Hickenlooper: I first tell them to wait, we don’t understand the unintended consequences…. If I’d had a magic wand the day after, I probably would have reversed the vote. Now I look at how far we’ve come, and I think there’s a real possibility that we’ll have a system that works…if you eliminate the black market, make it harder for kids to get marijuana. We can put more money into education for kids.
How would you compare how Colorado has handled regulating marijuana to other states?
Hickenlooper: In some ways we’ve done better, in other ways not. With Washington state, there were a lot of things we’ve done here that they’re envious of, and vice versa. As Louis Brandeis says, states are the “laboratories of democracy.” States need to create their own systems. We’re watching what Washington is doing; we try to harmonize. My guess is that our regulatory environments will become increasingly similar.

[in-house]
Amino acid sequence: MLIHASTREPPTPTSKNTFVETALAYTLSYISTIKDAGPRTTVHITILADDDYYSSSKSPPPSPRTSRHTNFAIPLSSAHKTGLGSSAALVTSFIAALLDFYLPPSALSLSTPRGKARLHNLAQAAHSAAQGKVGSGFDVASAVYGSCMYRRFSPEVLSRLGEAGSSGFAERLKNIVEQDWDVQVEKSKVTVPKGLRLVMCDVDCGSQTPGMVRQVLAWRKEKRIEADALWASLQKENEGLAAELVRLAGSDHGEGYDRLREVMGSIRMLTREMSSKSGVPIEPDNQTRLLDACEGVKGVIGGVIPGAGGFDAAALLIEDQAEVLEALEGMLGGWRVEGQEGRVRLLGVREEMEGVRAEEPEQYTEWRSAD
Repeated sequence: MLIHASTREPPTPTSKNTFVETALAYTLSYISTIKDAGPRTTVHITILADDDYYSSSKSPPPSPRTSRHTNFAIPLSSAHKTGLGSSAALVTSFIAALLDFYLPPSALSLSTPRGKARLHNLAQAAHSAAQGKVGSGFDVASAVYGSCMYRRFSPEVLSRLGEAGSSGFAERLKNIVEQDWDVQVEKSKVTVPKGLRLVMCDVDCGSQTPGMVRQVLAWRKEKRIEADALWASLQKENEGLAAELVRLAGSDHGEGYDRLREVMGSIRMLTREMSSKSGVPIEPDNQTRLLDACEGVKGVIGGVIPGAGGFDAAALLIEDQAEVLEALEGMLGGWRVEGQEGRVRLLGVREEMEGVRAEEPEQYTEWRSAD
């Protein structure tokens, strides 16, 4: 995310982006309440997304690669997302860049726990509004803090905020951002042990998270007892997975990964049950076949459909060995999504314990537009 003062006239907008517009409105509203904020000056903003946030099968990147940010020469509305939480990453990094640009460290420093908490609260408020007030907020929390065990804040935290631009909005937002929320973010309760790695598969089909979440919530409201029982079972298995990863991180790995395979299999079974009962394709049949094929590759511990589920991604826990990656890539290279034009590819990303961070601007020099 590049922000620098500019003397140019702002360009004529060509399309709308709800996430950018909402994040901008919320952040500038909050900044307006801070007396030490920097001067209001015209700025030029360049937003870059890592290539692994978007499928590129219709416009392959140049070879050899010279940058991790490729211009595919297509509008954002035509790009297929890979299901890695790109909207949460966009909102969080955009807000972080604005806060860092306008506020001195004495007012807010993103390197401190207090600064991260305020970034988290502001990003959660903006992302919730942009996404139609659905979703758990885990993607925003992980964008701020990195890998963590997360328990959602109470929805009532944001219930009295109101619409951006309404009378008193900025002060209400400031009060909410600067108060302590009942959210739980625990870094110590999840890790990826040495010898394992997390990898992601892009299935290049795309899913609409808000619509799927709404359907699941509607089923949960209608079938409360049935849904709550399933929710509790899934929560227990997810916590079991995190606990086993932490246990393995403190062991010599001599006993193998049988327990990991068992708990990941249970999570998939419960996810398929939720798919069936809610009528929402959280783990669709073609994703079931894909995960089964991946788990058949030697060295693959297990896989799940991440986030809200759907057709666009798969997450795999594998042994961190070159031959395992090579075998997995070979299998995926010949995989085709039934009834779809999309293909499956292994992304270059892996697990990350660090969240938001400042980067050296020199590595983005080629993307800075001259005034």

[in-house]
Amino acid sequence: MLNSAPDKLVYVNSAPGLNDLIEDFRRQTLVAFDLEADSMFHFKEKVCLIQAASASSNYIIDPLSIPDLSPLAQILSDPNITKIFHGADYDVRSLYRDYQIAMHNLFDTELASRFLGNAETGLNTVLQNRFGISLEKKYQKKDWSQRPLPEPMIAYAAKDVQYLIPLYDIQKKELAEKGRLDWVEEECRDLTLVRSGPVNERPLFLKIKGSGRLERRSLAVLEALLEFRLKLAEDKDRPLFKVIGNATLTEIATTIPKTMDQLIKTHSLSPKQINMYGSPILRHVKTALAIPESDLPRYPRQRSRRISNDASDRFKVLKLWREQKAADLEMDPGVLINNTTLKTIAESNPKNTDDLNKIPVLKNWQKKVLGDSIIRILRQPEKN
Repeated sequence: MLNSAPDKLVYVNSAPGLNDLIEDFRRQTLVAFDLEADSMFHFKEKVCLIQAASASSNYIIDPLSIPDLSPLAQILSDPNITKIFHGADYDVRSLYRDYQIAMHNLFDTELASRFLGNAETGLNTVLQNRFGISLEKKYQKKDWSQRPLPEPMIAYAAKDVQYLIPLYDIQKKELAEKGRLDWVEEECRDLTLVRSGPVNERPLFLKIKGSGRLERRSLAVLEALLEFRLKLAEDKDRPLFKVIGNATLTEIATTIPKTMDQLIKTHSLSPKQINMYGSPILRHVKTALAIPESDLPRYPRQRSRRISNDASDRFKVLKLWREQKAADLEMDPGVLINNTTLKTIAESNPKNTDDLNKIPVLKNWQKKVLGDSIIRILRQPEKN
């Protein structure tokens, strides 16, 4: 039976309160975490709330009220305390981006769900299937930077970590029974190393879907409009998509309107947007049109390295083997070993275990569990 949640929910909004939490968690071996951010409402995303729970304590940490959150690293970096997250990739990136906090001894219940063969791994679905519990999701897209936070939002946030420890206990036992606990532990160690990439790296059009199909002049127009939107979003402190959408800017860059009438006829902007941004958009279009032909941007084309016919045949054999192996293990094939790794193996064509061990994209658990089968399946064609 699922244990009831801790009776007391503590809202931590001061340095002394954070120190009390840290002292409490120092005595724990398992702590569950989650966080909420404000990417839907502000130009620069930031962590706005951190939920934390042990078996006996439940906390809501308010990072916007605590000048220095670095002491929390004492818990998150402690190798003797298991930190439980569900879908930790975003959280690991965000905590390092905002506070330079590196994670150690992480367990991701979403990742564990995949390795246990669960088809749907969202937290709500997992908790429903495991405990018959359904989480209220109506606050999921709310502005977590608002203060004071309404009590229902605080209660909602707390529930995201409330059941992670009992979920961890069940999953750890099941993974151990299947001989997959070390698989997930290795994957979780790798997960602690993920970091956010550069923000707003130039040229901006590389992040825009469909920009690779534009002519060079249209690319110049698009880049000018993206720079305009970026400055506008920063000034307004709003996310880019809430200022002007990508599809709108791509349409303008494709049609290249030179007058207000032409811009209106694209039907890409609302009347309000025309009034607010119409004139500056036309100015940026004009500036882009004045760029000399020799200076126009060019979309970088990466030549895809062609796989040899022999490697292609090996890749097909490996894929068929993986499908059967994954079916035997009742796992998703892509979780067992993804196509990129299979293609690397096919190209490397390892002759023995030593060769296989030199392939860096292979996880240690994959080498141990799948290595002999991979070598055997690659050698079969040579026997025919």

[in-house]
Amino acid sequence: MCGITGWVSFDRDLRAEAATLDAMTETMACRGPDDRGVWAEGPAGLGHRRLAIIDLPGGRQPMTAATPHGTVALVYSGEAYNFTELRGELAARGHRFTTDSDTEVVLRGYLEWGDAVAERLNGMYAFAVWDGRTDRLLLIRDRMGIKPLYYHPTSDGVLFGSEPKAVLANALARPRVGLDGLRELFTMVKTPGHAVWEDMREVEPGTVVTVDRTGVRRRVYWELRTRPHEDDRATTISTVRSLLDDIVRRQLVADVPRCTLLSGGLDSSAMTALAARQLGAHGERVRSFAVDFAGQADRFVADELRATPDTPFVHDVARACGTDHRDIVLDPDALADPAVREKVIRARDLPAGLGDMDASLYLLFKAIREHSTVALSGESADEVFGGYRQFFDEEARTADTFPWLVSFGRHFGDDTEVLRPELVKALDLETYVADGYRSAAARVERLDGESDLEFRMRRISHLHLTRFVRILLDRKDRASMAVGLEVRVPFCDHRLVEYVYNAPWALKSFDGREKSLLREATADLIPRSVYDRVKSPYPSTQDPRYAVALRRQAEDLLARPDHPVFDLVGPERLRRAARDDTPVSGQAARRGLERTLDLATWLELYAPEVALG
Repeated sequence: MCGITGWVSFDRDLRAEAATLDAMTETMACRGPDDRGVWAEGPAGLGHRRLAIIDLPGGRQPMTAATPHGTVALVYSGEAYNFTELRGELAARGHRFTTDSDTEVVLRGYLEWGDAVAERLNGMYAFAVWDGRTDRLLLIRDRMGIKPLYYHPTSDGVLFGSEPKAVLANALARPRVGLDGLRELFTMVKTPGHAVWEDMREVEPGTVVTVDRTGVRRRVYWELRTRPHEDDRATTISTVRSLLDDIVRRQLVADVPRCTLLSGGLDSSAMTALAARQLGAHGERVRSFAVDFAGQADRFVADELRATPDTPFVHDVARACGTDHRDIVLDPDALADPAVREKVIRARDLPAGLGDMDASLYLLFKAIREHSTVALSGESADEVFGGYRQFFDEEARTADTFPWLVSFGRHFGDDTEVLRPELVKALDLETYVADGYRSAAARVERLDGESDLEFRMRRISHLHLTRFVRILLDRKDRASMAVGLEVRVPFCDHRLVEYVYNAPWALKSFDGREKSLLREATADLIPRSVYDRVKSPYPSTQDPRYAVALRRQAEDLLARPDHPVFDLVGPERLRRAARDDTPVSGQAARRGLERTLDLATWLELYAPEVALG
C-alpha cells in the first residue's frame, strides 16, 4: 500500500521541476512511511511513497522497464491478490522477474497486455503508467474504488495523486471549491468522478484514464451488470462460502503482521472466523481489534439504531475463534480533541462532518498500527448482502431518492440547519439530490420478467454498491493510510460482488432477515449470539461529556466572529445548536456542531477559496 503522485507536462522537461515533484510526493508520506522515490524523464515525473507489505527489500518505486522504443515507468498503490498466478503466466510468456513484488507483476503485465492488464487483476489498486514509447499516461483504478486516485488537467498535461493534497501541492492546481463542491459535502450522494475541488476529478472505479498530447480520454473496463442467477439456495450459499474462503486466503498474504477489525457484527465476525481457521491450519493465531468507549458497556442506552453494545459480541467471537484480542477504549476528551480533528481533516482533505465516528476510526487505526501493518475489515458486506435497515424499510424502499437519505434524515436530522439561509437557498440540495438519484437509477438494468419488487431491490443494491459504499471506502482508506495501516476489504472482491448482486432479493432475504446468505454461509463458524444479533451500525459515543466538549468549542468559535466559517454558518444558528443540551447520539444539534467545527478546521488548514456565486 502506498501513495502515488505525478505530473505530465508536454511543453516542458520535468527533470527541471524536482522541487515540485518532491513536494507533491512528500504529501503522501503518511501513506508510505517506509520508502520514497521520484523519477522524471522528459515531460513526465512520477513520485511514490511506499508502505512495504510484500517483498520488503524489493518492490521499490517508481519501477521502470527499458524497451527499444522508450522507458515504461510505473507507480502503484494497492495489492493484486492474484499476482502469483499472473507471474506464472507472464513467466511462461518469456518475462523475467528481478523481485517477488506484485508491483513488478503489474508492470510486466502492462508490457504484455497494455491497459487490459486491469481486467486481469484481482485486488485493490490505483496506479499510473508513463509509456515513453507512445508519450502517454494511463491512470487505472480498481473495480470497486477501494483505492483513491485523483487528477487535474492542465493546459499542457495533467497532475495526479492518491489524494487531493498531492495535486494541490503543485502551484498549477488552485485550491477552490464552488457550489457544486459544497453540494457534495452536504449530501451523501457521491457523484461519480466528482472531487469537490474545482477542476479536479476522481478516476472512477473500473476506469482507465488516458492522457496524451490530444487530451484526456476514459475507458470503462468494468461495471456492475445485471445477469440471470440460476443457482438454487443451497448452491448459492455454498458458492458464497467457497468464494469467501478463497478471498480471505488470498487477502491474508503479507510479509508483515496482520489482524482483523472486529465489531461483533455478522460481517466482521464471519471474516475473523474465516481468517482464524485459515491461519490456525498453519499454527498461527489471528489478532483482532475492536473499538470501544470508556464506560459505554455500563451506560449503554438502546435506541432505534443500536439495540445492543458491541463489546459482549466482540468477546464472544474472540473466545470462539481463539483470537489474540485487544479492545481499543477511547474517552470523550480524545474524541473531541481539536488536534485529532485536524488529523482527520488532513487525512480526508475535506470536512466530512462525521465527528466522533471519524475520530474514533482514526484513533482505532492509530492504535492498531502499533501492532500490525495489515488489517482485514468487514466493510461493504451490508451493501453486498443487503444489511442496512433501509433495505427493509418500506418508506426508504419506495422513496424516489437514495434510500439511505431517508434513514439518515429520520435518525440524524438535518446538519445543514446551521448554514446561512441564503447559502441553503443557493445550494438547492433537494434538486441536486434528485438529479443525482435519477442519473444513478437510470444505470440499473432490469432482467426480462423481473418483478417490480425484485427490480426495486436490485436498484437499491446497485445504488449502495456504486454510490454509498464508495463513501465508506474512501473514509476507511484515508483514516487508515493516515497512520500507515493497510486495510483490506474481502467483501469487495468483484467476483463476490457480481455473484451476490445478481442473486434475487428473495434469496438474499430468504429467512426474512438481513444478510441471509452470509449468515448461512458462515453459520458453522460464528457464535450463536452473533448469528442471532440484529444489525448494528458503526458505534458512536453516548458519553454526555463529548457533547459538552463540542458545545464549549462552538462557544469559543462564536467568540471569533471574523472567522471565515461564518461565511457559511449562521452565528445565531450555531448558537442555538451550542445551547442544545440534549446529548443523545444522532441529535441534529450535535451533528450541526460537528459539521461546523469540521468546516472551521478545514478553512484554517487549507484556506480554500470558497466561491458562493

What’s been the biggest challenge?
Hickenlooper: The hardest part is that you’re having to negotiate with an industry that’s being created even as it constantly evolves. It has its own self-interest, and the primary point isn’t public health. They want to be safe, but they also have a business to run. We’re moving so fast that the rate of change often builds to almost a necessity of conflict.
What about the recent pesticides issue in Denver?
Hickenlooper: Science is complicated in terms of different pesticides, how they might be taken into a plant. Complexity of plant growth is tied into how different chemicals might affect the health of a human. There’s just a preliminary list. The science isn’t perfect, but we’ll get to a point where we recognize which pesticides we use are effective but don’t pose any risk.
Freedman: We rely on the federal government. We are erring on the side of pesticides that are safe for consumption.
What’s the one thing people outside Colorado should know about recreational marijuana here?
Hickenlooper: Most people who were not smoking marijuana before it was legalized still don’t.
What’s the one thing people inside Colorado should know?
Hickenlooper: Most people who were not smoking marijuana before it was legalized still don’t.
Is how much attention marijuana gets an issue?